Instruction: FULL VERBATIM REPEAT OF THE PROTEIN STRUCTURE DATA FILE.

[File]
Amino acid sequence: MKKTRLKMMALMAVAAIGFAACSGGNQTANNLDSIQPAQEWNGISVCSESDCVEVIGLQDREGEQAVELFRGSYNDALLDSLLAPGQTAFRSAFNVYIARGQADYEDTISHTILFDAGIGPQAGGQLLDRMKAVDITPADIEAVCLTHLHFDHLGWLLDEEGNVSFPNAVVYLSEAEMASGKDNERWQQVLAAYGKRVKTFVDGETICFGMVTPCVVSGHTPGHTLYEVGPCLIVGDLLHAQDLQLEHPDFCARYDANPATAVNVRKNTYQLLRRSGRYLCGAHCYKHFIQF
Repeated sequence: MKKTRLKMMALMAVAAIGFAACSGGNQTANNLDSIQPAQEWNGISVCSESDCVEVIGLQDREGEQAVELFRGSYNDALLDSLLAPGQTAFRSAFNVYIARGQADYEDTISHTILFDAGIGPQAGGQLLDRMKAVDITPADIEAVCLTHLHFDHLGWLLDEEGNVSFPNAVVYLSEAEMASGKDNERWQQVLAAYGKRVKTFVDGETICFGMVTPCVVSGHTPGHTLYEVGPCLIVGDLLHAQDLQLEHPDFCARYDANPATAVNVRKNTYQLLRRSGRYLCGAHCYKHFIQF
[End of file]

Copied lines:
Amino acid sequence: MKKTRLKMMALMAVAAIGFAACSGGNQTANNLDSIQPAQEWNGISVCSESDCVEVIGLQDREGEQAVELFRGSYNDALLDSLLAPGQTAFRSAFNVYIARGQADYEDTISHTILFDAGIGPQAGGQLLDRMKAVDITPADIEAVCLTHLHFDHLGWLLDEEGNVSFPNAVVYLSEAEMASGKDNERWQQVLAAYGKRVKTFVDGETICFGMVTPCVVSGHTPGHTLYEVGPCLIVGDLLHAQDLQLEHPDFCARYDANPATAVNVRKNTYQLLRRSGRYLCGAHCYKHFIQF
Repeated sequence: MKKTRLKMMALMAVAAIGFAACSGGNQTANNLDSIQPAQEWNGISVCSESDCVEVIGLQDREGEQAVELFRGSYNDALLDSLLAPGQTAFRSAFNVYIARGQADYEDTISHTILFDAGIGPQAGGQLLDRMKAVDITPADIEAVCLTHLHFDHLGWLLDEEGNVSFPNAVVYLSEAEMASGKDNERWQQVLAAYGKRVKTFVDGETICFGMVTPCVVSGHTPGHTLYEVGPCLIVGDLLHAQDLQLEHPDFCARYDANPATAVNVRKNTYQLLRRSGRYLCGAHCYKHFIQF